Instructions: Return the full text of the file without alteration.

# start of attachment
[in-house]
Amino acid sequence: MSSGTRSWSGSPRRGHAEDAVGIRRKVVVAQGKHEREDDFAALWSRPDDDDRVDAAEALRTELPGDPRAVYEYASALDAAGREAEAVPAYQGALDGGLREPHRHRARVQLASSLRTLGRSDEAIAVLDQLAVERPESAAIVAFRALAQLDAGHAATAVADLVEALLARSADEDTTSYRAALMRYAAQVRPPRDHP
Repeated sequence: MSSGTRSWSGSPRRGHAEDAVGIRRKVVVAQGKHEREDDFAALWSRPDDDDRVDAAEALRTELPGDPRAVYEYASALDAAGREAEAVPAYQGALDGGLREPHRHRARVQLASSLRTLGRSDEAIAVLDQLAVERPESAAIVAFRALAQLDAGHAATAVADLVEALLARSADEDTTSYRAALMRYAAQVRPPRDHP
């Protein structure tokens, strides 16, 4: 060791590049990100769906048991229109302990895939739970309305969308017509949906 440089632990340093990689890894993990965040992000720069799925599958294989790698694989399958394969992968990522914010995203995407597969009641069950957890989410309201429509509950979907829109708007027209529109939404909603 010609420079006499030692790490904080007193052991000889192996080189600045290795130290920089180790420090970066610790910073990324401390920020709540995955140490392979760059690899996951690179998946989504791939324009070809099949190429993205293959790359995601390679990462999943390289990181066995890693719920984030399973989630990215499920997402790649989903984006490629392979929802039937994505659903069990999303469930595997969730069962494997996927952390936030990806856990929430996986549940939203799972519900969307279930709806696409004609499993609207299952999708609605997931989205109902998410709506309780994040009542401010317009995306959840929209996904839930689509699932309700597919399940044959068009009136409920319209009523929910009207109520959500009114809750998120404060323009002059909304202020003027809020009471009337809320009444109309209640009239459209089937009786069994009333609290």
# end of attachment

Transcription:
[in-house]
Amino acid sequence: MSSGTRSWSGSPRRGHAEDAVGIRRKVVVAQGKHEREDDFAALWSRPDDDDRVDAAEALRTELPGDPRAVYEYASALDAAGREAEAVPAYQGALDGGLREPHRHRARVQLASSLRTLGRSDEAIAVLDQLAVERPESAAIVAFRALAQLDAGHAATAVADLVEALLARSADEDTTSYRAALMRYAAQVRPPRDHP
Repeated sequence: MSSGTRSWSGSPRRGHAEDAVGIRRKVVVAQGKHEREDDFAALWSRPDDDDRVDAAEALRTELPGDPRAVYEYASALDAAGREAEAVPAYQGALDGGLREPHRHRARVQLASSLRTLGRSDEAIAVLDQLAVERPESAAIVAFRALAQLDAGHAATAVADLVEALLARSADEDTTSYRAALMRYAAQVRPPRDHP
């Protein structure tokens, strides 16, 4: 060791590049990100769906048991229109302990895939739970309305969308017509949906 440089632990340093990689890894993990965040992000720069799925599958294989790698694989399958394969992968990522914010995203995407597969009641069950957890989410309201429509509950979907829109708007027209529109939404909603 010609420079006499030692790490904080007193052991000889192996080189600045290795130290920089180790420090970066610790910073990324401390920020709540995955140490392979760059690899996951690179998946989504791939324009070809099949190429993205293959790359995601390679990462999943390289990181066995890693719920984030399973989630990215499920997402790649989903984006490629392979929802039937994505659903069990999303469930595997969730069962494997996927952390936030990806856990929430996986549940939203799972519900969307279930709806696409004609499993609207299952999708609605997931989205109902998410709506309780994040009542401010317009995306959840929209996904839930689509699932309700597919399940044959068009009136409920319209009523929910009207109520959500009114809750998120404060323009002059909304202020003027809020009471009337809320009444109309209640009239459209089937009786069994009333609290």